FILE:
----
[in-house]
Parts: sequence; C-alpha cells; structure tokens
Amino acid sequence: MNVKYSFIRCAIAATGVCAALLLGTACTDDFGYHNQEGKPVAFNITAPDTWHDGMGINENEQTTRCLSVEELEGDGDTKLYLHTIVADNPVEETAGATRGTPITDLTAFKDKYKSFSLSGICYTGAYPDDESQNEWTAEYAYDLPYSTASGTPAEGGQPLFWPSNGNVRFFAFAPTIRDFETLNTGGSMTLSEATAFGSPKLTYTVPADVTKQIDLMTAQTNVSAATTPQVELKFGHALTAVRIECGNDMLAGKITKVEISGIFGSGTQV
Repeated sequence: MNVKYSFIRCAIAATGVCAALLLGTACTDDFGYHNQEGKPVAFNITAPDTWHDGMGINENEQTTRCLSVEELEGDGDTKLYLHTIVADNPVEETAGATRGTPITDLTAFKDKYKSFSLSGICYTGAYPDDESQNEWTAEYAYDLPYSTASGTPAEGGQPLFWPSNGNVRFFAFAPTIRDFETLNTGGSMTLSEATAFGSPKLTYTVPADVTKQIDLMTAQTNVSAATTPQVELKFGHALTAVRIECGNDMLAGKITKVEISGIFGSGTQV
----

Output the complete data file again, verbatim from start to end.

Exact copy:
[in-house]
Parts: sequence; C-alpha cells; structure tokens
Amino acid sequence: MNVKYSFIRCAIAATGVCAALLLGTACTDDFGYHNQEGKPVAFNITAPDTWHDGMGINENEQTTRCLSVEELEGDGDTKLYLHTIVADNPVEETAGATRGTPITDLTAFKDKYKSFSLSGICYTGAYPDDESQNEWTAEYAYDLPYSTASGTPAEGGQPLFWPSNGNVRFFAFAPTIRDFETLNTGGSMTLSEATAFGSPKLTYTVPADVTKQIDLMTAQTNVSAATTPQVELKFGHALTAVRIECGNDMLAGKITKVEISGIFGSGTQV
Repeated sequence: MNVKYSFIRCAIAATGVCAALLLGTACTDDFGYHNQEGKPVAFNITAPDTWHDGMGINENEQTTRCLSVEELEGDGDTKLYLHTIVADNPVEETAGATRGTPITDLTAFKDKYKSFSLSGICYTGAYPDDESQNEWTAEYAYDLPYSTASGTPAEGGQPLFWPSNGNVRFFAFAPTIRDFETLNTGGSMTLSEATAFGSPKLTYTVPADVTKQIDLMTAQTNVSAATTPQVELKFGHALTAVRIECGNDMLAGKITKVEISGIFGSGTQV